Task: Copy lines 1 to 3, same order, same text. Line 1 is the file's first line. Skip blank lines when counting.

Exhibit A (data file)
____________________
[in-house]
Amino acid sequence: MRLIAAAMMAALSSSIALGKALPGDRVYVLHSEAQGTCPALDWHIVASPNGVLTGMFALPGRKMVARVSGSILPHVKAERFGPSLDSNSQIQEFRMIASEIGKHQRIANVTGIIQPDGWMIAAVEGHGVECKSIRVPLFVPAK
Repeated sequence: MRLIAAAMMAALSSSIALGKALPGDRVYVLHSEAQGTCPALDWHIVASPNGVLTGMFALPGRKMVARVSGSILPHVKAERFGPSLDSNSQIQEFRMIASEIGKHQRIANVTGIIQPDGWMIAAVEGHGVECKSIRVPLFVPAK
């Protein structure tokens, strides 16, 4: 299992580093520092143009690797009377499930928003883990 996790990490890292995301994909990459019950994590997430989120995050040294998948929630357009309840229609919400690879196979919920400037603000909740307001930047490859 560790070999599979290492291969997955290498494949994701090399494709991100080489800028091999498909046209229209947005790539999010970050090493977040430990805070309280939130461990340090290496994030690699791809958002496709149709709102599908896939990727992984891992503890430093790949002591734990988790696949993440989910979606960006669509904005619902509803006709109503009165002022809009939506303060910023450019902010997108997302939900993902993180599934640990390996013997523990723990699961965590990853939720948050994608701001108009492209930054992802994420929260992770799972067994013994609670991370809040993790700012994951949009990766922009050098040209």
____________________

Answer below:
[in-house]
Amino acid sequence: MRLIAAAMMAALSSSIALGKALPGDRVYVLHSEAQGTCPALDWHIVASPNGVLTGMFALPGRKMVARVSGSILPHVKAERFGPSLDSNSQIQEFRMIASEIGKHQRIANVTGIIQPDGWMIAAVEGHGVECKSIRVPLFVPAK
Repeated sequence: MRLIAAAMMAALSSSIALGKALPGDRVYVLHSEAQGTCPALDWHIVASPNGVLTGMFALPGRKMVARVSGSILPHVKAERFGPSLDSNSQIQEFRMIASEIGKHQRIANVTGIIQPDGWMIAAVEGHGVECKSIRVPLFVPAK